But even though Facebook largely relies on users reporting such content, in reality “the number of reports does not have an impact on whether something violates our policies or whether it’s removed,” Steinfeld told the Examiner.
The Committee for Accuracy in Middle East Reporting in America (CAMERA) has documented a number of other such cases on Facebook, not only by individuals but also by official groups. According to Dexter Van Zile, a CAMERA media analyst, the simple fact that the news agency of the terror group Hamas has a Facebook account is “intolerable.”
“The page was deleted for a while, but now it’s back up with 4.3 million followers. That represents a significant number of eyeballs that Facebook can tout to its advertisers. Other terror groups have official Facebook pages as well. So what we have is a Western media company allowing anti-Western terrorists to use its platform,” Van Zile told JNS.org.
“These companies benefit from freedom and stability afforded to them by the Western countries in which they operate, and yet they provide a platform to terror groups that seek to undermine these countries. There is something seriously wrong with this picture,” he added.
Palestinian Media Watch has also documented such incitement to violence on Facebook by the Palestinian Fatah faction. For example, a photo posted on Fatah’s official Facebook page Oct. 27 showed a keffiyeh-masked man holding a stone, with the wording “for the blood of our martyrs (shahids) that has watered the precious soil of the homeland from north to south. For Jerusalem and the Al-Aqsa mosque. For our courageous prisoners. For our precious homeland Palestine.”
Back in 2014, Facebook’s Steinfeld also told the Washington Examiner that Facebook’s community standards allow the posting of “criticism of institutions (countries being a primary example, but it also includes topics of important social and political debate like government authorities, religions, etc.).”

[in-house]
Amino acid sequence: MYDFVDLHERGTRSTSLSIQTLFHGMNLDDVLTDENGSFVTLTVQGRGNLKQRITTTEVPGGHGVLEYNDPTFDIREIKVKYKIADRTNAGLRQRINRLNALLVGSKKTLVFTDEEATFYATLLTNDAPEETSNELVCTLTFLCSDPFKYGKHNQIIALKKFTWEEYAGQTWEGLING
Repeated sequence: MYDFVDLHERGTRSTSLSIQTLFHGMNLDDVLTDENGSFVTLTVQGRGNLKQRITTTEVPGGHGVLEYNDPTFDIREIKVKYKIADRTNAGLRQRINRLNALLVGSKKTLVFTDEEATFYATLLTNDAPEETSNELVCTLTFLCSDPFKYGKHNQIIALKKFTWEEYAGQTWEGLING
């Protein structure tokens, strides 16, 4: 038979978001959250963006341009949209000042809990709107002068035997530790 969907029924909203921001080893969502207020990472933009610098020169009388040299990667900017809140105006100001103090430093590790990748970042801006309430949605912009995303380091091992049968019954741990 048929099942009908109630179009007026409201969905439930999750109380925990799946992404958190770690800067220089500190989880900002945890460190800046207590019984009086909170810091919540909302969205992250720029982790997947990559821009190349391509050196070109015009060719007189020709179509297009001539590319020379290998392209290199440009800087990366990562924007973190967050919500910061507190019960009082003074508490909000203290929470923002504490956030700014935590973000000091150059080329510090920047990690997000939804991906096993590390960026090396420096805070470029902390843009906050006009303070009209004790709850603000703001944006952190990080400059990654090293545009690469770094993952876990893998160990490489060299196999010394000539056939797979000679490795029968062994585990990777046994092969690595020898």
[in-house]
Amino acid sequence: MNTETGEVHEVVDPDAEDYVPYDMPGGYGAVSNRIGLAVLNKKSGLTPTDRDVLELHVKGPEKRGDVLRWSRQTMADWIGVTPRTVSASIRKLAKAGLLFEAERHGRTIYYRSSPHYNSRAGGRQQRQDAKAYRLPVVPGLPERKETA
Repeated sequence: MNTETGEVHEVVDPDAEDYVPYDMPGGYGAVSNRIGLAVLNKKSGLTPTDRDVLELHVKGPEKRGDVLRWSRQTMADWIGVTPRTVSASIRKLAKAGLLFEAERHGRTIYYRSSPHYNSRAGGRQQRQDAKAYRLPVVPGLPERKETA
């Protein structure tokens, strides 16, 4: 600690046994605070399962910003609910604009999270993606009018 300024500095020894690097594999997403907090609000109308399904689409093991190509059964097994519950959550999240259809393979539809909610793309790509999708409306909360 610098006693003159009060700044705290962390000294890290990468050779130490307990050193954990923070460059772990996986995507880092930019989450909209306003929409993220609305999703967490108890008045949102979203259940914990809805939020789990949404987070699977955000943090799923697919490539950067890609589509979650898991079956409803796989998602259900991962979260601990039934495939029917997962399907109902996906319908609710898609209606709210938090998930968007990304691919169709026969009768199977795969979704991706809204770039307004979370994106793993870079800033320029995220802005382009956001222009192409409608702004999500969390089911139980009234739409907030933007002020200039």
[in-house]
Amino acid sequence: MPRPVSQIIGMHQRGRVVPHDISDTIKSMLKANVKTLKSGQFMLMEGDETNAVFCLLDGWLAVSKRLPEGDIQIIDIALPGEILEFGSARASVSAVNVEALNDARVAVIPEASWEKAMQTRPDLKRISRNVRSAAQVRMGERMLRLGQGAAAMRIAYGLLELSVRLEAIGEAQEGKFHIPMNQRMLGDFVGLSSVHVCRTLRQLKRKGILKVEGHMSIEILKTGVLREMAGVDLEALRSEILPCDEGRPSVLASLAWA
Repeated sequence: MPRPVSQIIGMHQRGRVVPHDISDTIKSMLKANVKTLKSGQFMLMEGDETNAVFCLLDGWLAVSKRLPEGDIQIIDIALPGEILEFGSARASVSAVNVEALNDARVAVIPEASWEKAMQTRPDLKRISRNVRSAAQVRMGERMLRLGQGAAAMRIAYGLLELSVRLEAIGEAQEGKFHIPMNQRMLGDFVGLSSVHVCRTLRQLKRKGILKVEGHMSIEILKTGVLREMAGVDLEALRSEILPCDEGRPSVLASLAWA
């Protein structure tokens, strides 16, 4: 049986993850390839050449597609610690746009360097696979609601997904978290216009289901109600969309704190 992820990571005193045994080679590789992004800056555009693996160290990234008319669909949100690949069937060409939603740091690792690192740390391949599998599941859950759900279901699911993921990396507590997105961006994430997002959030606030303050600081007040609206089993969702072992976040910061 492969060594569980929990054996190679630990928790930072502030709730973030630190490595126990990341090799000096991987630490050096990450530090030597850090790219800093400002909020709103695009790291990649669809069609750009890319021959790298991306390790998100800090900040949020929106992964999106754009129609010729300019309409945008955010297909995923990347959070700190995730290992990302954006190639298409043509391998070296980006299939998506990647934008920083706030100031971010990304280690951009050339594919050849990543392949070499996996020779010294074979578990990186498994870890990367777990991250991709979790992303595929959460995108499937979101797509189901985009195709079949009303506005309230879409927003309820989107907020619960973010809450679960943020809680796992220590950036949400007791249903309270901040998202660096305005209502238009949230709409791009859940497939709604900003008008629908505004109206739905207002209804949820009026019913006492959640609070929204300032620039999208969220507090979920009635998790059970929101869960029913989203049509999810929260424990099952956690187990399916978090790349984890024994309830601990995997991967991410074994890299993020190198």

Yet in a recent incident, Facebook allegedly chose to remove an editorial written for and (posted on the Facebook page of) the The Algemeiner by French philosopher and pro-Israel activist Bernard-Henri Lévy, in which he wrote about Facebook being used as a tool by radical Islamists.
CAMERA’s Van Zile, whose group first alerted The Algemeiner about the removal, believes that “somebody made a decision to prevent the broadcast of the Bernard-Henri Lévy article on Facebook’s platform. Not only did they delete the article from users’ profiles, they made it so you could not share the article from The Algemeiner’s webpage.”
According to The Algemeiner, after the Simon Wiesenthal Center, a Jewish human rights group, complained to Facebook on the media outlet’s behalf, the post was returned to Facebook. A Facebook representative said the post was not banned due to its content and that the reasons will be investigated.
Van Zile said that even though “after an outcry, [the post] was restored…it’s very troublesome. Palestinian terror groups have their own Facebook pages which are not deleted, but The Algemeiner can’t broadcast its material?”
CAMERA staff members also allege suspicious activities regarding their own Facebook page. They suspect that someone outside of their organization may be altering the settings of CAMERA’s Facebook page, particularly when it comes to advertising. This suspicion is not directed necessarily at Facebook as a whole, but rather against individual employees or inadequate management within the network’s corporate hierarchy.
“Our PR person…has said that when buying advertising on Facebook for our page that some of the target audiences have been changed in a way that has undermined the effectiveness of the advertising we have purchased. The target audiences he chose were related to Israel and the Middle East, but when he went back to look at the ad results, he found that the new target audiences were not the ones he chose,” Van Zile wrote in a letter to Facebook.
According to CAMERA, Facebook has not yet responded to Van Zile’s letter. The Facebook spokesperson who responded to the inquiry by JNS.org would not comment on the letter.
Lewin believes that unlike incitement to violence, Facebook should “not suppress or eradicate any political speech” such the editorial by Lévy.
“I have no idea what defenses Facebook will assert, but the filing of the [Shurat HaDin] lawsuit should encourage it to act responsibly,” he said.